Medical Doctors Unite to End Prohibition

By David Jenison

Medical Doctors Unite to End Prohibition

Here is a question that might stump even the most avid trivia junkie: Members of what profession reliably fought cannabis prohibition at the landmark legislative battles of the past century? The answer, to the surprise of many, is doctors. The medical community was there to fight the Marihuana Tax Act in 1937, the Boggs Act in 1951 and the scheduling of cannabis in the Controlled Substances of Act of 1970, and this tradition continues today with the newly formed Doctors for Cannabis Regulation (DFCR). The group, founded by Philadelphia-based psychiatrist David L. Nathan, boasts prominent honorary board members such as a former U.S. Surgeon General, a former Center for Substance Abuse Treatment director, the founder of Annual Review of Psychiatry and the Harvard Mental Health Letter and the Chairman of the National Council on Alcoholism. Likewise, DFCR Treasurer and spokesperson Dr. Sunil Aggarwal famously led the effort to get the American Medical Association (AMA) to call for a review of the Schedule I status of cannabis, the first such AMA statement since the 1930s. Dr. Aggarwal spoke with PRØHBTD about the organization, prohibition and medical perspectives on cannabis.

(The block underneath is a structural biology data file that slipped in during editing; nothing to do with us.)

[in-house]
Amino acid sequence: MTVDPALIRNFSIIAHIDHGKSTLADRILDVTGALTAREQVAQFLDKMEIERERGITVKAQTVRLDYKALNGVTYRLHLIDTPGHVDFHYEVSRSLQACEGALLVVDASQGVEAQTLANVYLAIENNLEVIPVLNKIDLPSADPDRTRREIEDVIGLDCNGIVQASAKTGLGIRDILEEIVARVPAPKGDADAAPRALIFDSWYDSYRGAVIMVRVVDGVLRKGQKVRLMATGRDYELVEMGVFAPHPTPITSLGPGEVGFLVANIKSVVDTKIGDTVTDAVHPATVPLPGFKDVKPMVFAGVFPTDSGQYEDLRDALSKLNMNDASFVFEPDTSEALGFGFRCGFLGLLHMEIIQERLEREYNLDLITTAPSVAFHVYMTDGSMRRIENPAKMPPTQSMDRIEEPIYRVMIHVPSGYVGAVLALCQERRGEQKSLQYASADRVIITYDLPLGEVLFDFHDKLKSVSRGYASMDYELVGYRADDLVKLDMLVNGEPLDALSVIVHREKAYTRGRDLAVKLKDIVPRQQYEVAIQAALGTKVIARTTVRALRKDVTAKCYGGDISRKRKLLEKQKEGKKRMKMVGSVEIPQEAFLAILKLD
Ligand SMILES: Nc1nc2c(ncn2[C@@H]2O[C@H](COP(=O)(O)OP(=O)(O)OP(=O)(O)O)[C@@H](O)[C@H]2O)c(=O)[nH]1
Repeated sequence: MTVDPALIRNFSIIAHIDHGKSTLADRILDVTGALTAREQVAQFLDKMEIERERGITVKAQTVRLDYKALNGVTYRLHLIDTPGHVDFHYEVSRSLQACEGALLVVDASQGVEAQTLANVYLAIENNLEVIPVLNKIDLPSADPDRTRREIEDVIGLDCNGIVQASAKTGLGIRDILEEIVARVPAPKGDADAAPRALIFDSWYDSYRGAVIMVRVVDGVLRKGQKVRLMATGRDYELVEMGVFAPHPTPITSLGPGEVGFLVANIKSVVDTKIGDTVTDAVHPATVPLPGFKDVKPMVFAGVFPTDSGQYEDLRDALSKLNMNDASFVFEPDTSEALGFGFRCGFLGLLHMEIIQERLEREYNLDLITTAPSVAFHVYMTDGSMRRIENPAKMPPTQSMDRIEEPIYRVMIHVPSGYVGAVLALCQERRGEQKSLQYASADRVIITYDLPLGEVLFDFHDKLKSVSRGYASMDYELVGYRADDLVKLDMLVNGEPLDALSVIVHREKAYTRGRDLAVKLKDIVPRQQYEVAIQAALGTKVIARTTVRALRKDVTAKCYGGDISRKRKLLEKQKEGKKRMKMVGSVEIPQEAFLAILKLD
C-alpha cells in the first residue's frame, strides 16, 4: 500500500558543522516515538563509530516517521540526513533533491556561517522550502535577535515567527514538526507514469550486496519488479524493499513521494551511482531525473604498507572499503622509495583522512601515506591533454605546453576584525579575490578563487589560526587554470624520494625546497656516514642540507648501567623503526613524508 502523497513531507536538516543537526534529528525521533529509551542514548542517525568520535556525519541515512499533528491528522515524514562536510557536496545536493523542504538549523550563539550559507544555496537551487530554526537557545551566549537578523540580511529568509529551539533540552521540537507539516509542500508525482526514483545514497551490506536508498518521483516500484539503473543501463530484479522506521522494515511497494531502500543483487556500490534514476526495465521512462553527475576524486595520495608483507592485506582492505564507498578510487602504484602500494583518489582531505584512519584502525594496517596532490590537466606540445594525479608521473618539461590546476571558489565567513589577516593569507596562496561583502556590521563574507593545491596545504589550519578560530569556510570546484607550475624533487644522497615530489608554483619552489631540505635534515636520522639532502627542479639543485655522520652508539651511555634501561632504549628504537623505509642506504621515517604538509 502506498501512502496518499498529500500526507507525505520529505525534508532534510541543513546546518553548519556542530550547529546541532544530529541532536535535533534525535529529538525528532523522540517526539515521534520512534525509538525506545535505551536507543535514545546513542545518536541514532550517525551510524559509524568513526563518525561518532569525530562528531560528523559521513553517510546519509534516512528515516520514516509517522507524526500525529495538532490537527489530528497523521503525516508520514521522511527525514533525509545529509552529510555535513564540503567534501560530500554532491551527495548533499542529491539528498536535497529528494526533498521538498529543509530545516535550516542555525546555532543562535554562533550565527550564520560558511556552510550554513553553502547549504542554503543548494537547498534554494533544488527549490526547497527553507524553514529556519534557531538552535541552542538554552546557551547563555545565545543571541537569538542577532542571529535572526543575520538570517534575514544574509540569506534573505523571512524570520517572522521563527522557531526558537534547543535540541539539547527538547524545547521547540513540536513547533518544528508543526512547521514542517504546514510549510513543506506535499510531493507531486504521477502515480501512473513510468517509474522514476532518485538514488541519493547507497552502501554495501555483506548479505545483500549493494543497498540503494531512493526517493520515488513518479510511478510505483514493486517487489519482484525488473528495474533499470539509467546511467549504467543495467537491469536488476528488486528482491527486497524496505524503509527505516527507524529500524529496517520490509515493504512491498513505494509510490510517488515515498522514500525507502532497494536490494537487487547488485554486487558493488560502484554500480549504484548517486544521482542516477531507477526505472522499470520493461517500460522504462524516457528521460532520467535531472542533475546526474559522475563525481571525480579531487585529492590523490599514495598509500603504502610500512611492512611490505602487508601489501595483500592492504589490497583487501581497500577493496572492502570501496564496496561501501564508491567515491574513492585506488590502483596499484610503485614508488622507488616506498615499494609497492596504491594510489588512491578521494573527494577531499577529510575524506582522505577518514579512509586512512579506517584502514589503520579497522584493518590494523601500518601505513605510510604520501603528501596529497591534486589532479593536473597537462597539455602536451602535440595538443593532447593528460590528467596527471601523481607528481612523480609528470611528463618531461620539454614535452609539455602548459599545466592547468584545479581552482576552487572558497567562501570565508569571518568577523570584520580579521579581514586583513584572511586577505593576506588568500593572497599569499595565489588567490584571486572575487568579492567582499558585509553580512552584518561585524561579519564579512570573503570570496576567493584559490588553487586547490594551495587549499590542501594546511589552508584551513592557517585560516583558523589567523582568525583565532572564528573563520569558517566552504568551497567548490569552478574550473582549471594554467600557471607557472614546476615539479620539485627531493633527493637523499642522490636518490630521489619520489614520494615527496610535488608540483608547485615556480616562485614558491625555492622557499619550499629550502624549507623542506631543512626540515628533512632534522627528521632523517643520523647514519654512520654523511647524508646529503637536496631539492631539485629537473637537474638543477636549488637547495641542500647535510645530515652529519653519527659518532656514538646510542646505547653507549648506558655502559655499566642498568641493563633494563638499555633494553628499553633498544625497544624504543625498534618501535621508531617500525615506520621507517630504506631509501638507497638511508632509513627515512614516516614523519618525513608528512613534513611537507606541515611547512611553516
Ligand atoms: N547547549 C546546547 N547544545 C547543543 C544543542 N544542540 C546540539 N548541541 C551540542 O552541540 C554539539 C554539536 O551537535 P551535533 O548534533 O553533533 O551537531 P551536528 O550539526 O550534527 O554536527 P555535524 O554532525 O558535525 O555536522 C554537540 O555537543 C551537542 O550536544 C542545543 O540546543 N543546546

How has the process been for bringing doctors on board?